Digital transformation begins when the organisation spots the right opportunities for digitalisation. Before embarking on any major transformation initiative, organisations need to understand which parts of the business will benefit the most from the use of data and technology. Business leaders need to ask themselves how and where digitalisation will help them create and capture most value, rather than blindly following the next major technology trend. To achieve this, leaders need to look inward to where the greatest opportunities are to drive productivity and innovation, outward to changes in the market and customer preferences, and forward to how macro and technology trends will change the supply and demand of products and services in the future. By taking a holistic perspective, organisations are more likely to identify the right places in the business to introduce transformation, and hence derive the most benefits if the initiative is successful. An example of this is Adobe, which started out as a creative software company but identified cloud-based marketing solutions as the future for the business; it has since seen its stock price more than triple in the past 10 years.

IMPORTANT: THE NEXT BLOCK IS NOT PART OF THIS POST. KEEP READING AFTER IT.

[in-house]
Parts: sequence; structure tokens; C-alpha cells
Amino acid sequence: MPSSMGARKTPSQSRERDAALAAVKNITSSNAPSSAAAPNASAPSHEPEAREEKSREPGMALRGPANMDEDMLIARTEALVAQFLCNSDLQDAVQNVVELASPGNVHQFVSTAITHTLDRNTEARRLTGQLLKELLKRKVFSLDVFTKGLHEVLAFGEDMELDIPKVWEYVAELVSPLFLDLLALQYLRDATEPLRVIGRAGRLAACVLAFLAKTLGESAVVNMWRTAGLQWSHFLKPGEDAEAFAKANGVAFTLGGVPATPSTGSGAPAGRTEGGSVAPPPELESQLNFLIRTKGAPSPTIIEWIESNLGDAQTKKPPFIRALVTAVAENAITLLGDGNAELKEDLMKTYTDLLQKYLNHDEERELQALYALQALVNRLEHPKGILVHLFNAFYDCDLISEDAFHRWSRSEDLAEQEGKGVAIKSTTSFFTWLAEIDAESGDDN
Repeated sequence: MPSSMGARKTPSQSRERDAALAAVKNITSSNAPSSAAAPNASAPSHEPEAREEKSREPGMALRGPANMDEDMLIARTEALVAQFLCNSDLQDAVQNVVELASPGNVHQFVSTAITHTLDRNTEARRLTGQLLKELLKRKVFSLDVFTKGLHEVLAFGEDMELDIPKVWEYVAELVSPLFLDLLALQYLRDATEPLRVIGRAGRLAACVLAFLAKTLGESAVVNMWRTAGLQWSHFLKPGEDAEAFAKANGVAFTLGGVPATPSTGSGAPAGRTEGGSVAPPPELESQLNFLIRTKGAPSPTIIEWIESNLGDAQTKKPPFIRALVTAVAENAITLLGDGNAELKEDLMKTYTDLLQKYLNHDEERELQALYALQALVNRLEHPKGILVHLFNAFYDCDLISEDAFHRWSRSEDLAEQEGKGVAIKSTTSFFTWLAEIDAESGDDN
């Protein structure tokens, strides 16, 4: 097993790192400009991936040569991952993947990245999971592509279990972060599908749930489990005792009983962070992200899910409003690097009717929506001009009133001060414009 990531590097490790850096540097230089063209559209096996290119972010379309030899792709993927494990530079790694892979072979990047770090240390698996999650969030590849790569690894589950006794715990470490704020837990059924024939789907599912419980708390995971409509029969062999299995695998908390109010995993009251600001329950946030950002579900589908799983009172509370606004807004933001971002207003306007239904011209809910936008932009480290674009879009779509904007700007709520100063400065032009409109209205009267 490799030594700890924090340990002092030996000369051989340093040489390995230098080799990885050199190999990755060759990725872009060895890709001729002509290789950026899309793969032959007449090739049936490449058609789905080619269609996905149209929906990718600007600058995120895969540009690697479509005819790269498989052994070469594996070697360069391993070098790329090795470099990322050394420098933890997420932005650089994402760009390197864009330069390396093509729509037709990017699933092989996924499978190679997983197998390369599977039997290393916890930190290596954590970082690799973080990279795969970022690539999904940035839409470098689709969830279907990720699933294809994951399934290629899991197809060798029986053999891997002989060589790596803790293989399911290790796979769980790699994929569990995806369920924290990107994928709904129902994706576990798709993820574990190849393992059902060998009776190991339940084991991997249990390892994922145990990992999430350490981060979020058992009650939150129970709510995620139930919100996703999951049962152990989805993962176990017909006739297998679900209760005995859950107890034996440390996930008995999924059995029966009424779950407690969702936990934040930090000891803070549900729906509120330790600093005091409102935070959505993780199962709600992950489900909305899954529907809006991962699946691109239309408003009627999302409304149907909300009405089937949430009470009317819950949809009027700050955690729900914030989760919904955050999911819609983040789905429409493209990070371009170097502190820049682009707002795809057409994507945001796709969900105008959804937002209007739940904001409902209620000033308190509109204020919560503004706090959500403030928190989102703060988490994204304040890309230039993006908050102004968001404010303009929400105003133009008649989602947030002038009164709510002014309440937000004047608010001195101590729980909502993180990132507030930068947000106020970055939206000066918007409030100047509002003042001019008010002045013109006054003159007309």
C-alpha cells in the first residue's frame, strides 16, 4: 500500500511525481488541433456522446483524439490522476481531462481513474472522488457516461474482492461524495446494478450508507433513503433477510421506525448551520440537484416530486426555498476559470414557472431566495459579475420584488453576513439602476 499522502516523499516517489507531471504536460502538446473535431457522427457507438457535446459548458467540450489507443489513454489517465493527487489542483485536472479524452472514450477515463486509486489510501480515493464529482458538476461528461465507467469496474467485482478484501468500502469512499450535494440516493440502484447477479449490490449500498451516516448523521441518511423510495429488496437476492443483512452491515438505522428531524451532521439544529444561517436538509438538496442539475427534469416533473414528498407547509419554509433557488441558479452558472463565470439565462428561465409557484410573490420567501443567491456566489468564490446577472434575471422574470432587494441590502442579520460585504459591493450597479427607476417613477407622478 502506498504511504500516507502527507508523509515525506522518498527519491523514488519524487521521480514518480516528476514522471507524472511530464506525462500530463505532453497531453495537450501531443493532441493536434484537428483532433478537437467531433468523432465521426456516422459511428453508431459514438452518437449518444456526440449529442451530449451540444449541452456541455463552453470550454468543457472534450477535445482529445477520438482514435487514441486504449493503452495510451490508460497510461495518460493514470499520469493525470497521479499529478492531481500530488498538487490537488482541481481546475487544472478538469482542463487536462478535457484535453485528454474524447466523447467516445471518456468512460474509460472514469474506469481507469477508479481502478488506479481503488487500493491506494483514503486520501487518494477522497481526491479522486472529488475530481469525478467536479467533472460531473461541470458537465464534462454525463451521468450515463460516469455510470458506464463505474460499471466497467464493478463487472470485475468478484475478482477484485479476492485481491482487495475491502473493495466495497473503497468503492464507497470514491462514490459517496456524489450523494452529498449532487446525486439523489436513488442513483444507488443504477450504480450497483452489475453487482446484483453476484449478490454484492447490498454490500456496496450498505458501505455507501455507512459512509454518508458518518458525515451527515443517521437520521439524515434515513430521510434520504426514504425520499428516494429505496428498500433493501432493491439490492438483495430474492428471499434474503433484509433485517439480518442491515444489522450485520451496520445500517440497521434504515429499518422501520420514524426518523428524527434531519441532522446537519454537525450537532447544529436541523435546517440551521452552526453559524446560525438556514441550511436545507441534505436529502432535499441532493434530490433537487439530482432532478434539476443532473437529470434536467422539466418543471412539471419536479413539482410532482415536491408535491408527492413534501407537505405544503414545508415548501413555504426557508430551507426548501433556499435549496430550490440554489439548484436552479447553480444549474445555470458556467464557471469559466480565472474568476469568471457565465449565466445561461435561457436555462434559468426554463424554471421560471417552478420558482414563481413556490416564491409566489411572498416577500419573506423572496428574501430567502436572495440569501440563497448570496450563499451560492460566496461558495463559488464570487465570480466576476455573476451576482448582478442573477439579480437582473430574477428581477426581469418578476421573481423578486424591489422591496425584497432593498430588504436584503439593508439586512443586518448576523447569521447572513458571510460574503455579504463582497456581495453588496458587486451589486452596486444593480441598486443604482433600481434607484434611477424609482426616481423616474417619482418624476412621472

• PLOT

Identifying the right areas to digitalise only marks the beginning of the transformation process. Organisations need to take time to plot their options for implementing transformation. They could build solutions internally, buy from external vendors, or partner others in the ecosystem to co-create the solution.

The right approach depends on a combination of factors – cost, speed and quality, but also longer-term considerations about capability-building and ownership of any intellectual property. When undertaking an initiative where the company has limited expertise and returns are uncertain, it is often easier to start by partnering others, for example, startups, suppliers or even competitors, to co-create and test solutions. Along the way, the company needs to ensure it learns and develops new capabilities, or risk losing control to its partners in the long term.

Conversely, when potential returns are clear and significant, or contribute to a sustainable competitive advantage, organisations should consider investing in developing solutions inhouse.  While this is a more difficult path, it could mean the difference between thriving or becoming irrelevant in a changing world. None of these options – build, buy, partner – needs to be permanent decisions. Rather, organisations need to constantly revisit their decisions and be agile enough to change course when necessary. Apple, for example, started by building most of its iPhone components internally, but as certain technologies mature and become less differentiated in the market, it gradually outsourced their development to trusted partners.